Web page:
With all of this safety information going into the new FAERS in a consistent and complete fashion, FDA staff will be able to systematically analyze data and determine the number of reports that detect a particular problem, such as allergic reactions or heart attacks, and how frequently a problem is occurring.  They also will be able to determine whether certain groups of people—young children, or people in a particular geographic area—are experiencing the problem more frequently than others.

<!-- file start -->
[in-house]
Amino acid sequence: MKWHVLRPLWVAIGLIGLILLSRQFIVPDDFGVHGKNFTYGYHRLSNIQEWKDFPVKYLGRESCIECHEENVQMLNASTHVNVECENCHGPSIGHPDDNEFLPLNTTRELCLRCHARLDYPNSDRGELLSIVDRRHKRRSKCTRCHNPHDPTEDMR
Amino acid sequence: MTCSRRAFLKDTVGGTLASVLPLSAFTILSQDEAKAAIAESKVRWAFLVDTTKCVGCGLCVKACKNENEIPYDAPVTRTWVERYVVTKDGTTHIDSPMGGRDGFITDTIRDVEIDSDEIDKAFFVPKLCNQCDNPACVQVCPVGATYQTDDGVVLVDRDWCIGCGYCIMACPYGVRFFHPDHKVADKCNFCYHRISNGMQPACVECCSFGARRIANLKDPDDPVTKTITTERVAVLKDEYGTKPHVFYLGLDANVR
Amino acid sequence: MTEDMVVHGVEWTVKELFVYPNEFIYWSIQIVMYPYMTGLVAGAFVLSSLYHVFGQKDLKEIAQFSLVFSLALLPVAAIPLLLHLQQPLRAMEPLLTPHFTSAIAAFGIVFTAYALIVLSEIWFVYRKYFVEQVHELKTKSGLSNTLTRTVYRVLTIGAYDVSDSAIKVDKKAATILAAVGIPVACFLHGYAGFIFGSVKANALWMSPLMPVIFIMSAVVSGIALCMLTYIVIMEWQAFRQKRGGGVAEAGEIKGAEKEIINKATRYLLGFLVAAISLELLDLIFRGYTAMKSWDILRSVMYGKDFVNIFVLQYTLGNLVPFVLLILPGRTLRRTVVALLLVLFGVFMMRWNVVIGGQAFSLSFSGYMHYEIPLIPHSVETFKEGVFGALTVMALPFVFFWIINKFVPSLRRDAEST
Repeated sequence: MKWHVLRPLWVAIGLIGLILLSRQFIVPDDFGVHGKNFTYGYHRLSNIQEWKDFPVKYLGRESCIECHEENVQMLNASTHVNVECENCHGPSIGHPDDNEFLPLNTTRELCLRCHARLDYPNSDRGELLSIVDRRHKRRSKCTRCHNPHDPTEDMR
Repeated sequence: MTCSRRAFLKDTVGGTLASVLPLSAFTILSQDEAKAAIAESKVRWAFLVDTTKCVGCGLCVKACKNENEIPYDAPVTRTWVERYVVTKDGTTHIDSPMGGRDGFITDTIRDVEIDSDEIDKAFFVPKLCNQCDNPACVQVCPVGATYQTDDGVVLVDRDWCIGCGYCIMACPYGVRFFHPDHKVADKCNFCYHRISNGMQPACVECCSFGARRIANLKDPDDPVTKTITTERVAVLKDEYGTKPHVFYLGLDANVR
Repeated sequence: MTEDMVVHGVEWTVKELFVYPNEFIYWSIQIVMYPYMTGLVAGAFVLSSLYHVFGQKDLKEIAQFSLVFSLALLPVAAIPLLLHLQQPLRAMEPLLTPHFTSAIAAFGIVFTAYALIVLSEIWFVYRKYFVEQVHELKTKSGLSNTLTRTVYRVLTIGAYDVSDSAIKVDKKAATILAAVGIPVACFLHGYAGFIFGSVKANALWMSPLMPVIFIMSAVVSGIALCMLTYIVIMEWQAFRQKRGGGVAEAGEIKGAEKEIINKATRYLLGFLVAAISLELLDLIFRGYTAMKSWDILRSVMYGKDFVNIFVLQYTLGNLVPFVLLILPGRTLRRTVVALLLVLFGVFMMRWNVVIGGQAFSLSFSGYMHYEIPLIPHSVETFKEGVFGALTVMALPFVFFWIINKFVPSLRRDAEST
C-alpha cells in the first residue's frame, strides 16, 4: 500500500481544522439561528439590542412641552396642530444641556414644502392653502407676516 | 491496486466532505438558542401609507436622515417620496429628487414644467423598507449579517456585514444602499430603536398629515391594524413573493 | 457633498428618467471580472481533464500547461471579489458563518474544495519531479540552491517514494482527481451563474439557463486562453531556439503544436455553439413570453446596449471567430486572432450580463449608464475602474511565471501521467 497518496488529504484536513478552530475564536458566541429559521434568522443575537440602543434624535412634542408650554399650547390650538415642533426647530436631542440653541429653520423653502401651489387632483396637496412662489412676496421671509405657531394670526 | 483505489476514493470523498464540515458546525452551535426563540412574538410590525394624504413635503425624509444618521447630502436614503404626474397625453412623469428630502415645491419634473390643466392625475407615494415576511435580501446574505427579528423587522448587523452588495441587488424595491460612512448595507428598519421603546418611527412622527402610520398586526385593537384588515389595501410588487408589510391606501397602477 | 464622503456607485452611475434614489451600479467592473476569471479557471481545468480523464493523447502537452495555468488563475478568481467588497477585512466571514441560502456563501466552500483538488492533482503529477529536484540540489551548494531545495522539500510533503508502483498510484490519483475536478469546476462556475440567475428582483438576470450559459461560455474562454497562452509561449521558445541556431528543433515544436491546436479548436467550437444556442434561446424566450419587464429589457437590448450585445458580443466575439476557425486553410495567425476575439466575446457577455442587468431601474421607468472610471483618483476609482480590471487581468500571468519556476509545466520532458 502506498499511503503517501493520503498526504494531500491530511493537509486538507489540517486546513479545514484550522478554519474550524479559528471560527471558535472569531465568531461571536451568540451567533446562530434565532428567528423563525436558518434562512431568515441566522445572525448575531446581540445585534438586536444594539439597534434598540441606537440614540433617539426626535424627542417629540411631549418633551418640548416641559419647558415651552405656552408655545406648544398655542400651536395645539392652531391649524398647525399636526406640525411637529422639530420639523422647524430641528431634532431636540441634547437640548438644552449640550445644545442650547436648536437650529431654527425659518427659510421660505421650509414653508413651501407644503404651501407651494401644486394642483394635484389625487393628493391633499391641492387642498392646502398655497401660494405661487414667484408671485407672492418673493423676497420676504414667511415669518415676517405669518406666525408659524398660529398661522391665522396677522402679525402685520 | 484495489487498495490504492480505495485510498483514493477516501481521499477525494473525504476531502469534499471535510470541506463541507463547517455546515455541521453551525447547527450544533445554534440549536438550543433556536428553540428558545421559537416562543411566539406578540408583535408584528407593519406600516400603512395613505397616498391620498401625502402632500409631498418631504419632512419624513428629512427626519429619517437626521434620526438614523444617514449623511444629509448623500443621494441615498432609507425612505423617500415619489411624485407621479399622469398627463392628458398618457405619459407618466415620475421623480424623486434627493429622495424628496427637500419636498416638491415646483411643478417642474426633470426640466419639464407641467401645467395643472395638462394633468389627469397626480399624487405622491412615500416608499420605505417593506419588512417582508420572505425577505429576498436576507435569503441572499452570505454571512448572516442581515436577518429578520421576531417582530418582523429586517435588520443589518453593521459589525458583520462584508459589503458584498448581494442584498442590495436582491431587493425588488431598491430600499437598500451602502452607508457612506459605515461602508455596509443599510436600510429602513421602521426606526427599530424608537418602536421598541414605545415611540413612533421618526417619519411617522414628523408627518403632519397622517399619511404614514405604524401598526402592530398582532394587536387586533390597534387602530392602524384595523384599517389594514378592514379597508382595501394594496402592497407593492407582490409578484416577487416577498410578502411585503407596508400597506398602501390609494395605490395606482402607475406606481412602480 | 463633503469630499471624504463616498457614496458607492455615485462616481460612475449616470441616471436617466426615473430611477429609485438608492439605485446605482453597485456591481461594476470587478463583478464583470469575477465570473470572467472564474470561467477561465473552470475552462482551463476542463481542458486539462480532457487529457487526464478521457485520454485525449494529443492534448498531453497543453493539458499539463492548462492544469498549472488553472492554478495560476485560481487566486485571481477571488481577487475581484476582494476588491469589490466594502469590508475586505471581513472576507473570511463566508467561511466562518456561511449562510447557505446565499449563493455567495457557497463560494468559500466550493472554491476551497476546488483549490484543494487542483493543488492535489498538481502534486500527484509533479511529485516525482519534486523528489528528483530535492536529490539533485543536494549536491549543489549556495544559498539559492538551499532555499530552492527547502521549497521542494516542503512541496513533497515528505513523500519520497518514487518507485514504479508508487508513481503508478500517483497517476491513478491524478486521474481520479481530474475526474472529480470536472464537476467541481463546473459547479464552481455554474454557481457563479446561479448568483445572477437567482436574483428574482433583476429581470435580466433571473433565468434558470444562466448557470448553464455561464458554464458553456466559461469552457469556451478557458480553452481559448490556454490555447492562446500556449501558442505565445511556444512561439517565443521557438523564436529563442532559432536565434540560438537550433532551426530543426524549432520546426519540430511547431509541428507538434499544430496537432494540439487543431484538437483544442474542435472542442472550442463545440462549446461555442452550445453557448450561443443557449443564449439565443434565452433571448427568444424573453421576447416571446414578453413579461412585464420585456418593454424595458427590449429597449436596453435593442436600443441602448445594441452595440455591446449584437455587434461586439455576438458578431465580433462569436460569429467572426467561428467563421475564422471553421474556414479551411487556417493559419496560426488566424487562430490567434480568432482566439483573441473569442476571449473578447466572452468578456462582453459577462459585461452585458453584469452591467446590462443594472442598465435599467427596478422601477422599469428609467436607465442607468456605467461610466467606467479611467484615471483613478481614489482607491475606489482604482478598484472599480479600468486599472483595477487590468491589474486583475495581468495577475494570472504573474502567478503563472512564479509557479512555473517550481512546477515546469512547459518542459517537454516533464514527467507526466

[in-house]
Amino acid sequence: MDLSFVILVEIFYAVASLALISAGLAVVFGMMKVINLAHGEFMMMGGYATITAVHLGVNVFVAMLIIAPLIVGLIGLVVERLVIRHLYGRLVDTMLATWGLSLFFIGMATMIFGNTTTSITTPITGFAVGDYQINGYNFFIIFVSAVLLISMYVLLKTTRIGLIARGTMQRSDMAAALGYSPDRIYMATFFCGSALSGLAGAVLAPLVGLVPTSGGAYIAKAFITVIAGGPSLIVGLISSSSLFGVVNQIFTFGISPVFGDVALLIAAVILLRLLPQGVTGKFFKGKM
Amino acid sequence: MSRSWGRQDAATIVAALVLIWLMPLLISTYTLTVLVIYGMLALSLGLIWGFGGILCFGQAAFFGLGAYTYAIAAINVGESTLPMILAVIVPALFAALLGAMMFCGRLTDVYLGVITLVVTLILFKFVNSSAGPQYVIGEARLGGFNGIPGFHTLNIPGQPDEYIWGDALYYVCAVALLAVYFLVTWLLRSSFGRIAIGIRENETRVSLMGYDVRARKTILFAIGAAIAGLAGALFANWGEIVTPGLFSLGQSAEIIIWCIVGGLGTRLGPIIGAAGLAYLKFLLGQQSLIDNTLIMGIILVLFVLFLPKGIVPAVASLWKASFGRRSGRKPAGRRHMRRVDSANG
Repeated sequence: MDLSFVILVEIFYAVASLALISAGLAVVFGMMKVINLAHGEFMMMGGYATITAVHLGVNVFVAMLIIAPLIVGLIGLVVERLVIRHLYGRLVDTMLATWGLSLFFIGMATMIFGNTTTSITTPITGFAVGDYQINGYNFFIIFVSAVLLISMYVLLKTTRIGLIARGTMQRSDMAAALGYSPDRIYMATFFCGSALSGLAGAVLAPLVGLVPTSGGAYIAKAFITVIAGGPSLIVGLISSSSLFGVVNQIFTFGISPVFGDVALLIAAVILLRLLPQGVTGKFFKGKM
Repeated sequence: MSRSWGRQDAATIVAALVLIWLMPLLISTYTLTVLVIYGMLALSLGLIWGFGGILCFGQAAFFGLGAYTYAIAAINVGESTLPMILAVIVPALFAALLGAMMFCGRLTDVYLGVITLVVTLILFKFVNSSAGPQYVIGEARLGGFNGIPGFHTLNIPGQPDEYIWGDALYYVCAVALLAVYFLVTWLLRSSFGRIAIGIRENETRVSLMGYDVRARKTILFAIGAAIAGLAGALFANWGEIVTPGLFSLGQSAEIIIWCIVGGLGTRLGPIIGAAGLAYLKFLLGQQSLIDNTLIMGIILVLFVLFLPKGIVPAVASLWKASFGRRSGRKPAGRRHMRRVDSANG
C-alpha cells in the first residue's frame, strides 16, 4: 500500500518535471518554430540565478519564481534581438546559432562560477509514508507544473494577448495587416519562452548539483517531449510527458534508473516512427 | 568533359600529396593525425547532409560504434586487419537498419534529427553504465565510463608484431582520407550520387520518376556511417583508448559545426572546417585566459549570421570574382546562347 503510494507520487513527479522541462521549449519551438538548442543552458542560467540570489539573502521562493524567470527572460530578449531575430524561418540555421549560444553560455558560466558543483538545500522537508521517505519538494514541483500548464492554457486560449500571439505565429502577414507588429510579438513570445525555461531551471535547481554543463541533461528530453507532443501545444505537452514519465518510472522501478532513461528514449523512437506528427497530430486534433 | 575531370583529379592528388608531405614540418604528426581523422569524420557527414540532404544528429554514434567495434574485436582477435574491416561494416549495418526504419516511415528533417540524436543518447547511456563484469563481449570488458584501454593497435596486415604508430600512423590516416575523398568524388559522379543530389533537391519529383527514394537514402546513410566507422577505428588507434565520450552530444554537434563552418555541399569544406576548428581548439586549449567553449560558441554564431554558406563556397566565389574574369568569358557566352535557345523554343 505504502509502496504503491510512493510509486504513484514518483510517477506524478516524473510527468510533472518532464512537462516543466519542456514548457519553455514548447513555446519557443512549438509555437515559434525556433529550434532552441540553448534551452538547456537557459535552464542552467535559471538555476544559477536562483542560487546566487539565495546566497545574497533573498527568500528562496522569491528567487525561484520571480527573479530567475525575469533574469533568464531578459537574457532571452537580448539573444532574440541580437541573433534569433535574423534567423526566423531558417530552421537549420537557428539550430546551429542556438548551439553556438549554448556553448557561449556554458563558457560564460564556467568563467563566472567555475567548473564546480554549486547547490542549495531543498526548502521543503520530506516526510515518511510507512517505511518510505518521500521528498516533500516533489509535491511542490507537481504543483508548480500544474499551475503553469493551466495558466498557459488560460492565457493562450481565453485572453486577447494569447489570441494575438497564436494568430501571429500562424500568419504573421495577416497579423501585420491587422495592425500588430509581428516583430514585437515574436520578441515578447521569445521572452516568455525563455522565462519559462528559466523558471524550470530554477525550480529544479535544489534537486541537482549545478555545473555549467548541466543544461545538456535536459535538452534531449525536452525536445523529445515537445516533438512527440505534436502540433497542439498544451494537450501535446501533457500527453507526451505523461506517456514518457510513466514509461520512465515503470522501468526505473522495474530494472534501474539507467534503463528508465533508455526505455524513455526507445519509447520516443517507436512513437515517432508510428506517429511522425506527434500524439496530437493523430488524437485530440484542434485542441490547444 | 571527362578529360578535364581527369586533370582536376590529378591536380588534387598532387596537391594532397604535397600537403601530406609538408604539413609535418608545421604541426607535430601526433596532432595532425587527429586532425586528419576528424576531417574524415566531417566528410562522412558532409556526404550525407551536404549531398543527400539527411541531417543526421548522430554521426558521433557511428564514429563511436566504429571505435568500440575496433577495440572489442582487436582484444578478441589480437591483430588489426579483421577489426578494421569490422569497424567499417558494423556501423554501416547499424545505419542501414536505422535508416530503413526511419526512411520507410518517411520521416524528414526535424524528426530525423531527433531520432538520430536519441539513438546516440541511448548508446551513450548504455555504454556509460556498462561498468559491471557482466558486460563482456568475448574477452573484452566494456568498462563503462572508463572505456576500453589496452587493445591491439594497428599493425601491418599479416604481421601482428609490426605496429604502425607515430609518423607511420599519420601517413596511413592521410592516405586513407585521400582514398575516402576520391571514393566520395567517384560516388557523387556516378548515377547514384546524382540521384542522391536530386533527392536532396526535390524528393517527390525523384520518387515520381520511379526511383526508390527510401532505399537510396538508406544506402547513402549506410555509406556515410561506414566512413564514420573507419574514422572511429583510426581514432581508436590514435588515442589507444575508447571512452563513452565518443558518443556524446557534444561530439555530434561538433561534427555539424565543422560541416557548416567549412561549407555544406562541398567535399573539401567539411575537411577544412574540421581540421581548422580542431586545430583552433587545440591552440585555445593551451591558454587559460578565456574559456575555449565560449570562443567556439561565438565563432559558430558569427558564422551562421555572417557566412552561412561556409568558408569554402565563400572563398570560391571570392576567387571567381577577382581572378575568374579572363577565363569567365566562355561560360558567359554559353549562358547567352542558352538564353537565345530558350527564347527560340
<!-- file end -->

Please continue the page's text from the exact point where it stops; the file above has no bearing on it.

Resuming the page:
Currently, conducting these types of analyses is slow and difficult work because many of the FDA’s systems for tracking safety reports are more than 10 years old, and they lack the analytic capabilities that are commonplace today.  Presently, each FDA center maintains its own separate computer system to track adverse event and safety information about its specific products. The systems are not linked, making combination product analyses very difficult.  Also, until recently, safety reports about dietary supplements, human food and pet food have been voluntary only, and those reports that are submitted come in a variety of ways, including by phone, fax, or mail. The new MedWatchPlus system and FAERS data repository will make reporting easier, facilitate the receipt of consistent and complete information, and consolidate reports from all sources into a unified database where they can be efficiently analyzed and addressed.